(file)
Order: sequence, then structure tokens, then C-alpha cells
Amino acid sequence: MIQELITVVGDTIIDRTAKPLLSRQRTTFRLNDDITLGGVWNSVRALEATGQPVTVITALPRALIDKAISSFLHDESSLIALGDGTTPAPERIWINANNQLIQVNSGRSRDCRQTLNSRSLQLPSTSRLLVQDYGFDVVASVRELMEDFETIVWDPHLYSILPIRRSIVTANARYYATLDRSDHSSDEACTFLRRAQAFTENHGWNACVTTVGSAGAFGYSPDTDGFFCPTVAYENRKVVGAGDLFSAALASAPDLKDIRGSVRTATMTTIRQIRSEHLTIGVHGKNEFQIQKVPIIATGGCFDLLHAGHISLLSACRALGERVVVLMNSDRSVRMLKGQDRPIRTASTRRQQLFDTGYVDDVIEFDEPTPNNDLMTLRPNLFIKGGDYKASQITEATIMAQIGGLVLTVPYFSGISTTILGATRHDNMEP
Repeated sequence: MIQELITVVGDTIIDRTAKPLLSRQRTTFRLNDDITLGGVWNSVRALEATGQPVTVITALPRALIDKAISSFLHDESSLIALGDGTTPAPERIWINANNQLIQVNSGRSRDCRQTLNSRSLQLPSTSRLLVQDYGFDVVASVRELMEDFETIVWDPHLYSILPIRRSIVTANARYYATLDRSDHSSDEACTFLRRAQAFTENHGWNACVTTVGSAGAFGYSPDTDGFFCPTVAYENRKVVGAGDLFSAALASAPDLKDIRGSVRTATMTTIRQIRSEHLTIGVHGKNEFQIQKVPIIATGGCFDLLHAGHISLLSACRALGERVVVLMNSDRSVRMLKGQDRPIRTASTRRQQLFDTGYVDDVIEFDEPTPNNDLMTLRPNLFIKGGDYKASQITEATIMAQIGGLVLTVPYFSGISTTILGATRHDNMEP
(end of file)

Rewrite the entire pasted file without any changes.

Order: sequence, then structure tokens, then C-alpha cells
Amino acid sequence: MIQELITVVGDTIIDRTAKPLLSRQRTTFRLNDDITLGGVWNSVRALEATGQPVTVITALPRALIDKAISSFLHDESSLIALGDGTTPAPERIWINANNQLIQVNSGRSRDCRQTLNSRSLQLPSTSRLLVQDYGFDVVASVRELMEDFETIVWDPHLYSILPIRRSIVTANARYYATLDRSDHSSDEACTFLRRAQAFTENHGWNACVTTVGSAGAFGYSPDTDGFFCPTVAYENRKVVGAGDLFSAALASAPDLKDIRGSVRTATMTTIRQIRSEHLTIGVHGKNEFQIQKVPIIATGGCFDLLHAGHISLLSACRALGERVVVLMNSDRSVRMLKGQDRPIRTASTRRQQLFDTGYVDDVIEFDEPTPNNDLMTLRPNLFIKGGDYKASQITEATIMAQIGGLVLTVPYFSGISTTILGATRHDNMEP
Repeated sequence: MIQELITVVGDTIIDRTAKPLLSRQRTTFRLNDDITLGGVWNSVRALEATGQPVTVITALPRALIDKAISSFLHDESSLIALGDGTTPAPERIWINANNQLIQVNSGRSRDCRQTLNSRSLQLPSTSRLLVQDYGFDVVASVRELMEDFETIVWDPHLYSILPIRRSIVTANARYYATLDRSDHSSDEACTFLRRAQAFTENHGWNACVTTVGSAGAFGYSPDTDGFFCPTVAYENRKVVGAGDLFSAALASAPDLKDIRGSVRTATMTTIRQIRSEHLTIGVHGKNEFQIQKVPIIATGGCFDLLHAGHISLLSACRALGERVVVLMNSDRSVRMLKGQDRPIRTASTRRQQLFDTGYVDDVIEFDEPTPNNDLMTLRPNLFIKGGDYKASQITEATIMAQIGGLVLTVPYFSGISTTILGATRHDNMEP